THE FEDERATION OF NATIONS
August 9, 1917.
time has come now for America to get out into the world and take her place
in the federation of nations. Let her unite with England in a strong bond,
and thereby she can keep the peace of the world.
The isolation of America in the past has been in line with her
destiny; it was necessary for her to develop to her present state of power
without interruptions, or the influence of international complications upon
her statesmen. Free and alone, she has not had to become a part of the great
and creaking machine of international diplomacy and intrigue. But now she is
independent, and, politically speaking, her character is formed. You may say
that America has attained her majority, and is entitled to vote in the
councils and elections of the world.
She has much to do for both France and
England, as they have both done so much for her in the past. They have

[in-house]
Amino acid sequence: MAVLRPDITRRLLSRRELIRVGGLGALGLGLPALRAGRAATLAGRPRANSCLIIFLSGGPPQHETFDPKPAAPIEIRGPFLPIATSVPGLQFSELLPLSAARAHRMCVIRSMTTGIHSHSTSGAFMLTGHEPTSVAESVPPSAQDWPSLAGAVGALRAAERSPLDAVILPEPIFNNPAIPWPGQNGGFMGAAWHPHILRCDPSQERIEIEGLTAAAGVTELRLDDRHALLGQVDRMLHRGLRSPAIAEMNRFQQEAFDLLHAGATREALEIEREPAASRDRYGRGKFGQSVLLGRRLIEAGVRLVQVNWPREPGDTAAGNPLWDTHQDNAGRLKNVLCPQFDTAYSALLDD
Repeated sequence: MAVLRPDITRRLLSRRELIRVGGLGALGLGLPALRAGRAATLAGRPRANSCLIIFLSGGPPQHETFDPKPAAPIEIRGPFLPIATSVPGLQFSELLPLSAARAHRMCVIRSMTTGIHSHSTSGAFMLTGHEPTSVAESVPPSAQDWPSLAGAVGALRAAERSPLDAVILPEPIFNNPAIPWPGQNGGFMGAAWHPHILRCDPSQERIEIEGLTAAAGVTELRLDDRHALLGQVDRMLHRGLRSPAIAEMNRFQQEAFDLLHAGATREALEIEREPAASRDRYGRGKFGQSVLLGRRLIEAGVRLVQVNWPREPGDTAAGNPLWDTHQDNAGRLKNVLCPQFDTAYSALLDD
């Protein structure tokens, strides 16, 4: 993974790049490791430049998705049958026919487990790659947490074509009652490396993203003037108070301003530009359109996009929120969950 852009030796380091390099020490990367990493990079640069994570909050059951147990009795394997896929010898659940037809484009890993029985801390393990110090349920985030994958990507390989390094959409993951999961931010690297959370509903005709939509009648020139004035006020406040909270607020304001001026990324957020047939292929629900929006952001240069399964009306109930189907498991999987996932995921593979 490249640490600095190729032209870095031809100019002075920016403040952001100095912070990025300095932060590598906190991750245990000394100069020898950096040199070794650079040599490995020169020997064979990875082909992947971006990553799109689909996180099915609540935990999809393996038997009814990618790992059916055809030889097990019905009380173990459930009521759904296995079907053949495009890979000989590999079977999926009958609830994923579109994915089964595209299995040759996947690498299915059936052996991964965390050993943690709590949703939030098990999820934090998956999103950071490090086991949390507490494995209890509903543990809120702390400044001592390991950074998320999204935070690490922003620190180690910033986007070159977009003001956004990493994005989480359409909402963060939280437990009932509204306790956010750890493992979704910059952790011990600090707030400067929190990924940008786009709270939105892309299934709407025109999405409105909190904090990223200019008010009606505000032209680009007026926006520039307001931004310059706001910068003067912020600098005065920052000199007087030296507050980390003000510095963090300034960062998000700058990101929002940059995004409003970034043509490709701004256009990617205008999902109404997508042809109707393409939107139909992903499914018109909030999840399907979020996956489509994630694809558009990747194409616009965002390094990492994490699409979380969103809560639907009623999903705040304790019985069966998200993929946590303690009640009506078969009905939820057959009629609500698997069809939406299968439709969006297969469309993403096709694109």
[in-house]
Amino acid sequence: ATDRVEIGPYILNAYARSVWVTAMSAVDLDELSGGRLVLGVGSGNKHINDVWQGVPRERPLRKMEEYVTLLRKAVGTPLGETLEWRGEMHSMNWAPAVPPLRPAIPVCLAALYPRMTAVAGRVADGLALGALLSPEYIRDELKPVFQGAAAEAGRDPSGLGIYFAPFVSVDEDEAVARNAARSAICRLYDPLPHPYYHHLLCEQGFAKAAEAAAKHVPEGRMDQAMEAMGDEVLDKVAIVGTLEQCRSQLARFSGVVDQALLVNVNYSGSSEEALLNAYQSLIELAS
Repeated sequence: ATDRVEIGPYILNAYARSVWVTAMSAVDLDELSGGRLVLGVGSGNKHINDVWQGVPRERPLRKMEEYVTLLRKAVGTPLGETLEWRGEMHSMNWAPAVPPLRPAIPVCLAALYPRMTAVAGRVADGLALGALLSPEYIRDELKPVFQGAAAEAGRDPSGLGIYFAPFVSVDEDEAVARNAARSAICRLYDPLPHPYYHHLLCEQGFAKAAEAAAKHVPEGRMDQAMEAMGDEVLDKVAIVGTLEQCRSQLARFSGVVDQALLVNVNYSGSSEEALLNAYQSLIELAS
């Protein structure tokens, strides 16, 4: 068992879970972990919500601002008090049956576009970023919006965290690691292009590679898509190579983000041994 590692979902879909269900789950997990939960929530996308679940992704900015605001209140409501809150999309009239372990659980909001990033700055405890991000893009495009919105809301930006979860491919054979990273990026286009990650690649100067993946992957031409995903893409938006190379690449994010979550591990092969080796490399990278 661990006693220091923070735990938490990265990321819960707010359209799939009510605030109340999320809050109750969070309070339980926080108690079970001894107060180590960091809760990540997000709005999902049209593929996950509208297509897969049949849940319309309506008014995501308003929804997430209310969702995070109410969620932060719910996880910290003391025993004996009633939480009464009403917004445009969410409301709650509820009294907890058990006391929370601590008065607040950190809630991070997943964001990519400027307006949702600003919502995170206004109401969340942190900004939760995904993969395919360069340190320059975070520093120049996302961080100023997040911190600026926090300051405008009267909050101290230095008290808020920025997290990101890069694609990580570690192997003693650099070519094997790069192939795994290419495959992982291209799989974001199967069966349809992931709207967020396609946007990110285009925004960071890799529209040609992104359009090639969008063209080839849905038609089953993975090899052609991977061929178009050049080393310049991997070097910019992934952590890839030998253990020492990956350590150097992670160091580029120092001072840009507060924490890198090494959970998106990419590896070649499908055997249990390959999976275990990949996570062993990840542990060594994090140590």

formed her culture and influenced her spirit; now she will influence their
When you read the other day of the work which our soldiers are
doing in France, helping in many little ways in the villages and on the
farms, your heart glowed with pleasure; you remembered what I said to you
before America came into the war, that our men were to go to France and to
work, work, work for the upbuilding of France.
That is only the beginning. More and more
will our men work over there, during and after war.
Soon there will come a call for a new kind of work—new for us.
There is deep meaning in this bringing together of the nations
for a common cause. From that, there is only a step to the bringing together
of all nations for one cause.
The force of revolt in the world must spend itself, as the force
of race hatred has spent itself—for it is already spent. The continuation of
the war will be practically without the rage of the beginning. We go on
because it is our job, and even in New York now there is no longer the
fierceness of two years ago. And in England it has lessened, and in France
it is lessened, and in Germany it is lessened. War has now become a task
like any other, to be gone through with. When it no longer seems worth
while, it will stop.
The question of America’s part in the
federation of states interests me now.